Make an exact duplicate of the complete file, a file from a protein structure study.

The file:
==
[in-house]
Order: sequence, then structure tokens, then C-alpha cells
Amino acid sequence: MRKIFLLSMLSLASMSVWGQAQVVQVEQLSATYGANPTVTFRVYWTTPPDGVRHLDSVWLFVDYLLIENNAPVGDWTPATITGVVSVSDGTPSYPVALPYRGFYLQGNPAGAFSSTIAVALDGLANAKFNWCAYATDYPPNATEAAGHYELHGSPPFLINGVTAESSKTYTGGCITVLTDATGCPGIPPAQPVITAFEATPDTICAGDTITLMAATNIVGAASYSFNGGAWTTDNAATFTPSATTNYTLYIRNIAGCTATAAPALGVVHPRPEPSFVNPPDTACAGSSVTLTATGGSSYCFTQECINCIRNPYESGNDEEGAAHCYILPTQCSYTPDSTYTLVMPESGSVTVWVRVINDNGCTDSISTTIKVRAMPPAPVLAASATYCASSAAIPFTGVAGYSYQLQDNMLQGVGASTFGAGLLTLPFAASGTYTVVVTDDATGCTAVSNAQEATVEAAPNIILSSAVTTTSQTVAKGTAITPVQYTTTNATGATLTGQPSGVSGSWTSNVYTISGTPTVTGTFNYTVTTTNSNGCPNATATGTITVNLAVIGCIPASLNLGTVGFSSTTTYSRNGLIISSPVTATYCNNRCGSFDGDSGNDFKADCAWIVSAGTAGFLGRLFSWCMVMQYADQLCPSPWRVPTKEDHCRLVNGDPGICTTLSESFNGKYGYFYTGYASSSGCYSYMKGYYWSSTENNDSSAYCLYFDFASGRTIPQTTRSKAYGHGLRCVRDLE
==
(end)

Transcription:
[in-house]
Order: sequence, then structure tokens, then C-alpha cells
Amino acid sequence: MRKIFLLSMLSLASMSVWGQAQVVQVEQLSATYGANPTVTFRVYWTTPPDGVRHLDSVWLFVDYLLIENNAPVGDWTPATITGVVSVSDGTPSYPVALPYRGFYLQGNPAGAFSSTIAVALDGLANAKFNWCAYATDYPPNATEAAGHYELHGSPPFLINGVTAESSKTYTGGCITVLTDATGCPGIPPAQPVITAFEATPDTICAGDTITLMAATNIVGAASYSFNGGAWTTDNAATFTPSATTNYTLYIRNIAGCTATAAPALGVVHPRPEPSFVNPPDTACAGSSVTLTATGGSSYCFTQECINCIRNPYESGNDEEGAAHCYILPTQCSYTPDSTYTLVMPESGSVTVWVRVINDNGCTDSISTTIKVRAMPPAPVLAASATYCASSAAIPFTGVAGYSYQLQDNMLQGVGASTFGAGLLTLPFAASGTYTVVVTDDATGCTAVSNAQEATVEAAPNIILSSAVTTTSQTVAKGTAITPVQYTTTNATGATLTGQPSGVSGSWTSNVYTISGTPTVTGTFNYTVTTTNSNGCPNATATGTITVNLAVIGCIPASLNLGTVGFSSTTTYSRNGLIISSPVTATYCNNRCGSFDGDSGNDFKADCAWIVSAGTAGFLGRLFSWCMVMQYADQLCPSPWRVPTKEDHCRLVNGDPGICTTLSESFNGKYGYFYTGYASSSGCYSYMKGYYWSSTENNDSSAYCLYFDFASGRTIPQTTRSKAYGHGLRCVRDLE